The federal government’s major auto safety agency is significantly expanding an investigation into Tesla and its Autopilot driver assistance system to determine whether the technology poses a safety risk.
The agency, the National Highway Traffic Safety Administration, said Thursday it was upgrading its preliminary evaluation of Autopilot to technical analysis, a more intensive level of scrutiny needed before a recall can be ordered.
The analysis will look at whether Autopilot is failing to prevent drivers from distracting their attention from the road and engaging in other predictable and risky behaviors while using the system.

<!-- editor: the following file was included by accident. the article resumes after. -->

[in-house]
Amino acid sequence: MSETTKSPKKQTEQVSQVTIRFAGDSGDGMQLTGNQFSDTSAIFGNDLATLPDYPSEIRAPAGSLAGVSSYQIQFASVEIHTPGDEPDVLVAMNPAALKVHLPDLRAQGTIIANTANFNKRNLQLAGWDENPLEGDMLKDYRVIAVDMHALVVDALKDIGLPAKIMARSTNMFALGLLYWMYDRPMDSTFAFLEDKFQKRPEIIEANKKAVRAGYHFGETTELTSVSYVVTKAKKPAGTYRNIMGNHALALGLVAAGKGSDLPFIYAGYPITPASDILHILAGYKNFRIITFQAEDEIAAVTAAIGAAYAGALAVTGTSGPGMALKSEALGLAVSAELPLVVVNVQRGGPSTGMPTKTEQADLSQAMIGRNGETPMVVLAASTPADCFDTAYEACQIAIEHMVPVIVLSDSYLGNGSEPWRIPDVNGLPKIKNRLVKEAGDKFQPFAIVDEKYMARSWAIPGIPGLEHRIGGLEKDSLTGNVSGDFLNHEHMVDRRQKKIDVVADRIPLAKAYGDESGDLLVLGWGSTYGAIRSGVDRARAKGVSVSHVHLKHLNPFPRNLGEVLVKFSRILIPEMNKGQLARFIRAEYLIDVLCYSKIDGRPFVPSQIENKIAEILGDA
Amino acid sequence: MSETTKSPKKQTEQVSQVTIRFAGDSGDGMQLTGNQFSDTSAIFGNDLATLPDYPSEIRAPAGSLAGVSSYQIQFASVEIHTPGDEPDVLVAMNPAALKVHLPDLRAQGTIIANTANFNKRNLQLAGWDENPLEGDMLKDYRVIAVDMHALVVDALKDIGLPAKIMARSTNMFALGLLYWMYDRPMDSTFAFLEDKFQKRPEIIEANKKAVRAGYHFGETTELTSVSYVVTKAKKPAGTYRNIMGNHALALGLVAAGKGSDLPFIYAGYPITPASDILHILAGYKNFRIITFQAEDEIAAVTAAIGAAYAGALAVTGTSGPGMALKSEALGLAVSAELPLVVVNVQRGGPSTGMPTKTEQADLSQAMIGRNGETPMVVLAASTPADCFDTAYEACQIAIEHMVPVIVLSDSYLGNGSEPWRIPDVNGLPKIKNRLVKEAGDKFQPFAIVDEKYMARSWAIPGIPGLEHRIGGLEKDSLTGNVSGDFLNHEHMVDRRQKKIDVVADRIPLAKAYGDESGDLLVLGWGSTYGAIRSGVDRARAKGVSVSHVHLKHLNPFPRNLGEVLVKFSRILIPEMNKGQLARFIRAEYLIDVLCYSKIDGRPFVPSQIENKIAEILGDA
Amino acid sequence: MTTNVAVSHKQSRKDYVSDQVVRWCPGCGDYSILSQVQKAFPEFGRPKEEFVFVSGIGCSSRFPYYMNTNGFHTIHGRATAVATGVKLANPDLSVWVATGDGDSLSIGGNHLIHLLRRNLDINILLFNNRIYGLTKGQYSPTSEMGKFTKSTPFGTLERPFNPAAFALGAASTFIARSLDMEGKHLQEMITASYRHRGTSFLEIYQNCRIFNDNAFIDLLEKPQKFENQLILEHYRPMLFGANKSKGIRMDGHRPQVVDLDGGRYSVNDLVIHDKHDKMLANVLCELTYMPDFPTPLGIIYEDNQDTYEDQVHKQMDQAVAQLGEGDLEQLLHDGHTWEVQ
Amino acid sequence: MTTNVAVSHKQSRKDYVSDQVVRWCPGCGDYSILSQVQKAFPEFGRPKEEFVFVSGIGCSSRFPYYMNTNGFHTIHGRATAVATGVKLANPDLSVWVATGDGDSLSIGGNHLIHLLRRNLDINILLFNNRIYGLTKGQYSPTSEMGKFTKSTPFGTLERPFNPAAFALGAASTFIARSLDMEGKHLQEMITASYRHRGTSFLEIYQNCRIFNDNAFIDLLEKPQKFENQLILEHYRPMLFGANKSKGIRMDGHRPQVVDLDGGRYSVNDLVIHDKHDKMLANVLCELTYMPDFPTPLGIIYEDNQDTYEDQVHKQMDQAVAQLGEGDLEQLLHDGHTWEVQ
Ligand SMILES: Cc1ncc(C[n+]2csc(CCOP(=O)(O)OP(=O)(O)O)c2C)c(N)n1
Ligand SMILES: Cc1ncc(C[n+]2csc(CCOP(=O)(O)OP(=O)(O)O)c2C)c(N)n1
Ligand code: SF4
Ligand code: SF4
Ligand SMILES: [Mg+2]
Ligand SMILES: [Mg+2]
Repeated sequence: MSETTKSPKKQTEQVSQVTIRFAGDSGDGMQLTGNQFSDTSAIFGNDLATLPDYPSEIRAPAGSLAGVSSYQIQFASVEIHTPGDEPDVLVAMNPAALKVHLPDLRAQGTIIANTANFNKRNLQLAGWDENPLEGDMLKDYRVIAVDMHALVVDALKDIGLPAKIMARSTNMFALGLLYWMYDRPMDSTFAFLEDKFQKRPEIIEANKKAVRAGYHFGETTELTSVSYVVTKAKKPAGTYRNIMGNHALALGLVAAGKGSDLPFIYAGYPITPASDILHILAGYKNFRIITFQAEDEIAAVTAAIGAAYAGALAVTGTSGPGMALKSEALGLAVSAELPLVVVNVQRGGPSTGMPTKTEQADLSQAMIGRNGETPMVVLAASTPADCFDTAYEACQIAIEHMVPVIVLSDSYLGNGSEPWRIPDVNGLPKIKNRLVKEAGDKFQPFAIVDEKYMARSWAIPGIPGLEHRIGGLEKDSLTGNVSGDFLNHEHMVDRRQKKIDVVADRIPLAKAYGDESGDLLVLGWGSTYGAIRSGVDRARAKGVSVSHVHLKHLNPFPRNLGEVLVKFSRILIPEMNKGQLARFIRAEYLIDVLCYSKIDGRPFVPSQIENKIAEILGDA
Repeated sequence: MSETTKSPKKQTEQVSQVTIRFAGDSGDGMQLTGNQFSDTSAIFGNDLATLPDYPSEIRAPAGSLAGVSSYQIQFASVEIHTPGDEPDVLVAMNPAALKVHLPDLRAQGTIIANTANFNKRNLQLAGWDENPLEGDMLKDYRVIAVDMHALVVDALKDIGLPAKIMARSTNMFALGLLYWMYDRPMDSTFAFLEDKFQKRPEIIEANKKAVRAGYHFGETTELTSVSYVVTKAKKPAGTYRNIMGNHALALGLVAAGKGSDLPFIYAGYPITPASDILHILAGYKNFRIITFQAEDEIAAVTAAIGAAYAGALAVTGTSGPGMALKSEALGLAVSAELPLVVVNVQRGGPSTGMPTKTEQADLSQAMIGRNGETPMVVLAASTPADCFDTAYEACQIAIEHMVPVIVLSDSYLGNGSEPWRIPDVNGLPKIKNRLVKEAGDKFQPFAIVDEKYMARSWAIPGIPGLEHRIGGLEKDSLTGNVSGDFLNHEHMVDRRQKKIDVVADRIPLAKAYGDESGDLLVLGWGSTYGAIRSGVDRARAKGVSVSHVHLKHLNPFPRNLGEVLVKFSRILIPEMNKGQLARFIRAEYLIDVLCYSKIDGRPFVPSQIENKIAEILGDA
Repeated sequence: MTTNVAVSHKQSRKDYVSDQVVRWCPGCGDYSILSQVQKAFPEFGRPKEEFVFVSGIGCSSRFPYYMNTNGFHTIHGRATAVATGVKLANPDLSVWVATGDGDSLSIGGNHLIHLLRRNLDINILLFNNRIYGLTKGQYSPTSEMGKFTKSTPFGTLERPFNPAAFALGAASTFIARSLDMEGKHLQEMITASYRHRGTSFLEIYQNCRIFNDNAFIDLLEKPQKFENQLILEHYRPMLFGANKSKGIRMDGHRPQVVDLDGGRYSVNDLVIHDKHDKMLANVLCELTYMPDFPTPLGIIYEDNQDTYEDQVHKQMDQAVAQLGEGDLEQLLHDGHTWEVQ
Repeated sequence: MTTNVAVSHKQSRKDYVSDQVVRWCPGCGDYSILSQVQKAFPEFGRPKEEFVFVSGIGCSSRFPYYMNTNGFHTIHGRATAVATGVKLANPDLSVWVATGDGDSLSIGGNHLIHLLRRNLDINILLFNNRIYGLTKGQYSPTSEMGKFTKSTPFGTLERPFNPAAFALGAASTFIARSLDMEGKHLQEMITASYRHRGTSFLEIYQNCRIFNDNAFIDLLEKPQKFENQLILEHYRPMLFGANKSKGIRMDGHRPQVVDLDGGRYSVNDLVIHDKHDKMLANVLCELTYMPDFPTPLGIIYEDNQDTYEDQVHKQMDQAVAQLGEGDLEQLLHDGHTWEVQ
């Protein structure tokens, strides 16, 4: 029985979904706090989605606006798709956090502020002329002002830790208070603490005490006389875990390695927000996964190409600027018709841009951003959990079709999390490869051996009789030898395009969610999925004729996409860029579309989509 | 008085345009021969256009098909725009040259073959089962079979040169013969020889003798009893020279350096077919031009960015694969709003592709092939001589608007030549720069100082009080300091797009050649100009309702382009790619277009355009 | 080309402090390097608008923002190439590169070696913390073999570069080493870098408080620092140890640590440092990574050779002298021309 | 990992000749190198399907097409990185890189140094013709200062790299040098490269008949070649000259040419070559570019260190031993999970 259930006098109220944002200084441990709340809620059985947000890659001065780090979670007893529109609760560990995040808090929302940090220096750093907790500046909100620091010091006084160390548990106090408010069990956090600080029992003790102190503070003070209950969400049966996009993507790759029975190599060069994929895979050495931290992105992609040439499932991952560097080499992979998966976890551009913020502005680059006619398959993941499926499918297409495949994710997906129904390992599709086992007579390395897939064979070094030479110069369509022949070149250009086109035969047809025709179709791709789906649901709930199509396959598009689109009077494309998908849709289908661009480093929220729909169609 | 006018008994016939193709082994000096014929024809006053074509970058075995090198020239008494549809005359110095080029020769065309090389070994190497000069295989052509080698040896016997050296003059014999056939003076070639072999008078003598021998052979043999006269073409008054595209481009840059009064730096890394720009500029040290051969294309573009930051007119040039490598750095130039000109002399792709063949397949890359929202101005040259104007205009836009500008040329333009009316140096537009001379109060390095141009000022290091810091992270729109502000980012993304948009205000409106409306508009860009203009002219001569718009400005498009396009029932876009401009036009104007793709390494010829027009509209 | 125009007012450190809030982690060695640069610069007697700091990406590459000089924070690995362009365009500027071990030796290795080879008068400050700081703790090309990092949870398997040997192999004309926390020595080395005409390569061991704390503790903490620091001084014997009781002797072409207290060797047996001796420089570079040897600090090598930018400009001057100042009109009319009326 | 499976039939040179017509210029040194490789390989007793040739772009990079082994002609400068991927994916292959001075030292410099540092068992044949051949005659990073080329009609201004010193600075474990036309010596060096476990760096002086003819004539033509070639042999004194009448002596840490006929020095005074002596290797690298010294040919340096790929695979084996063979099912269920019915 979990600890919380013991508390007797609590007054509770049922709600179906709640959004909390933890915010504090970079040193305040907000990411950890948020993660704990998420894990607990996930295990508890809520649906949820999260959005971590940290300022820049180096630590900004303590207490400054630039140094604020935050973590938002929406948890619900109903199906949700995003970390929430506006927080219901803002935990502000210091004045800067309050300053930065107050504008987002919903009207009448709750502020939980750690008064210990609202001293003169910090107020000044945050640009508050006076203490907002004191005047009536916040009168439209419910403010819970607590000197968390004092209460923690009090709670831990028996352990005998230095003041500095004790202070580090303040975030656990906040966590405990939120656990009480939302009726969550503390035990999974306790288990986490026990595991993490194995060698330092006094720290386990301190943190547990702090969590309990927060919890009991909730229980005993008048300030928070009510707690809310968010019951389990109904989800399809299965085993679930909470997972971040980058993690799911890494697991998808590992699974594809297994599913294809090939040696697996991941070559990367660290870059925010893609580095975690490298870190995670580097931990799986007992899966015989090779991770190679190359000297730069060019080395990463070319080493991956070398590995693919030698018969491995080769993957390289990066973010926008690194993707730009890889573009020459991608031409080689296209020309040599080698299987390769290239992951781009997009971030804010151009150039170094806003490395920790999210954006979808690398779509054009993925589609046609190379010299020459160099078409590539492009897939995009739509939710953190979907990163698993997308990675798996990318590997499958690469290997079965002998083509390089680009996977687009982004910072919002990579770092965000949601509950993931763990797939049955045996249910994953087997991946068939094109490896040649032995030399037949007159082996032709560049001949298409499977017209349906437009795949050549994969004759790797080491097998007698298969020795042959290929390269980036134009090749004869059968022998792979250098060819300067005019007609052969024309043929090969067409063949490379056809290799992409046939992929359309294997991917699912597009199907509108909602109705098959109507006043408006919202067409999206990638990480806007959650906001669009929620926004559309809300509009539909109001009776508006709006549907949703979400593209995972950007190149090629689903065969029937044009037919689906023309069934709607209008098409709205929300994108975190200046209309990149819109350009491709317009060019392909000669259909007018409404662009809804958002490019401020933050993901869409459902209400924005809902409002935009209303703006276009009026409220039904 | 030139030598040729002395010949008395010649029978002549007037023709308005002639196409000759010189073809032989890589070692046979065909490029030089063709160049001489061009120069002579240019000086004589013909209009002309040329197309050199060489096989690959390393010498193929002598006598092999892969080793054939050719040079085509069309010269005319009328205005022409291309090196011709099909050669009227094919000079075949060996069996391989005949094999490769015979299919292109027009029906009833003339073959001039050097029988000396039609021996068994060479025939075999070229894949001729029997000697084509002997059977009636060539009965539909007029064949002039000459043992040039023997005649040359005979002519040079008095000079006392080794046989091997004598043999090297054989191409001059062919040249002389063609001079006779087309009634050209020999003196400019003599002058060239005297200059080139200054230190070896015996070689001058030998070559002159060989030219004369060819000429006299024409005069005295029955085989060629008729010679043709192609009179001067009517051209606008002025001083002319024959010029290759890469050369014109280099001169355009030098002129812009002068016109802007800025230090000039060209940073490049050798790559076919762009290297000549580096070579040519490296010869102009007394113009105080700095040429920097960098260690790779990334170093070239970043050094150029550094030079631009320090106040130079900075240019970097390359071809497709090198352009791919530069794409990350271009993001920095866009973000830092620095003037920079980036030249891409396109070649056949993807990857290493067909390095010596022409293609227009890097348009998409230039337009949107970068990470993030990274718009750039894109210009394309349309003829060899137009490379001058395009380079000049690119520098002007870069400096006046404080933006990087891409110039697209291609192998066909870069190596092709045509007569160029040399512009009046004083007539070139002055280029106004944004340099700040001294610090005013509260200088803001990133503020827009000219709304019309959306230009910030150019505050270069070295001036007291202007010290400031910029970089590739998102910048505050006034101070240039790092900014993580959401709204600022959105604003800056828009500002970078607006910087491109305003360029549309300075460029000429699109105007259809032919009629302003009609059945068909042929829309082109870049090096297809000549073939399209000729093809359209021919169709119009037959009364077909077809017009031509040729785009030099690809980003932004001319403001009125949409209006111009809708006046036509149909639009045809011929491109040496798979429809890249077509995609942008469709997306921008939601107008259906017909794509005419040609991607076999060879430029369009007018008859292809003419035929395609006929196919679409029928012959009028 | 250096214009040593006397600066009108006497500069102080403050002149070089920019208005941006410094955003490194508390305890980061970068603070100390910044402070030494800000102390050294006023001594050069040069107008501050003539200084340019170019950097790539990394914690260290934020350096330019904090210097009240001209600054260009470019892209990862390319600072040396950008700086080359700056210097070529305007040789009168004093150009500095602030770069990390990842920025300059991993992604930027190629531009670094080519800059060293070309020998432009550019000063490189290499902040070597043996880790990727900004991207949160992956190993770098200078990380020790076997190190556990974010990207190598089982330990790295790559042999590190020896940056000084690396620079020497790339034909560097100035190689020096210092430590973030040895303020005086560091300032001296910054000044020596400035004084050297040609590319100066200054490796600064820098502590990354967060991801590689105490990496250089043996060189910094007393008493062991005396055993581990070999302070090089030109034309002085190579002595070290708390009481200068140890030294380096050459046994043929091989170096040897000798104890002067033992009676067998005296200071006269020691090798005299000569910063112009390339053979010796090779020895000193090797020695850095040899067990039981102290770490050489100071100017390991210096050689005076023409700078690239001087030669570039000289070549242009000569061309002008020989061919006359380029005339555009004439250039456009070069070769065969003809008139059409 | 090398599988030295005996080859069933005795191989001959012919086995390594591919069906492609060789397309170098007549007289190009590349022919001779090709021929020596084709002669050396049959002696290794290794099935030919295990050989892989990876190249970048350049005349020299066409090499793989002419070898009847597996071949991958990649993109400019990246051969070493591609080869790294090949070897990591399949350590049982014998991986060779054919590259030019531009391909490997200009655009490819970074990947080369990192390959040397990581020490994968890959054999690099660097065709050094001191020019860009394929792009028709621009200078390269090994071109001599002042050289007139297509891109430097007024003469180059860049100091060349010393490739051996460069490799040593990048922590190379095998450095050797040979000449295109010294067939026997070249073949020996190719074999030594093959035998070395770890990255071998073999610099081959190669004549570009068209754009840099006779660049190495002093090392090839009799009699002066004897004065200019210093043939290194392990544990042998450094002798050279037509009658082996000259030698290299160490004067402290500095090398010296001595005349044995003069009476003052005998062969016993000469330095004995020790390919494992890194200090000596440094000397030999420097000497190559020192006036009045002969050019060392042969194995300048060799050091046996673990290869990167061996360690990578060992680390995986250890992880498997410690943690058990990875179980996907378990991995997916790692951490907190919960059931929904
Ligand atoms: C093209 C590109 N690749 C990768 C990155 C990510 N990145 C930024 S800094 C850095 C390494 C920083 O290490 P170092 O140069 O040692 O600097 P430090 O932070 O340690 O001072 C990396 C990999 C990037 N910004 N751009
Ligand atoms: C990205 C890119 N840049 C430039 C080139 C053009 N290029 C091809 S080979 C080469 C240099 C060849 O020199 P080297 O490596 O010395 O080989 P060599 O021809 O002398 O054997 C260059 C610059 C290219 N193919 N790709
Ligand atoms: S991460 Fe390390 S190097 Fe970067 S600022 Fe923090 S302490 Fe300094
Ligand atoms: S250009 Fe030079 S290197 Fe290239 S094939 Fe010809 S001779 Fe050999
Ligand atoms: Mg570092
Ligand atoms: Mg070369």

NHTSA said it had not determined whether Autopilot has defects that could cause cars to crash while engaged.
The broader survey includes 830,000 vehicles sold in the United States. They include all four Tesla cars – the S, X, 3 and Y models – in model years from 2014 to 2021.
The agency’s preliminary assessment focused on 11 incidents in which Tesla cars running under Autopilot control crashed into parked emergency services and with lights flashing. In that review, NHTSA said Thursday that the agency became aware of 191 accidents — not limited to those involving emergency vehicles — that warranted further investigation.
Tesla did not immediately respond to a request for comment about the agency’s move.
This is a story in development. Check for updates.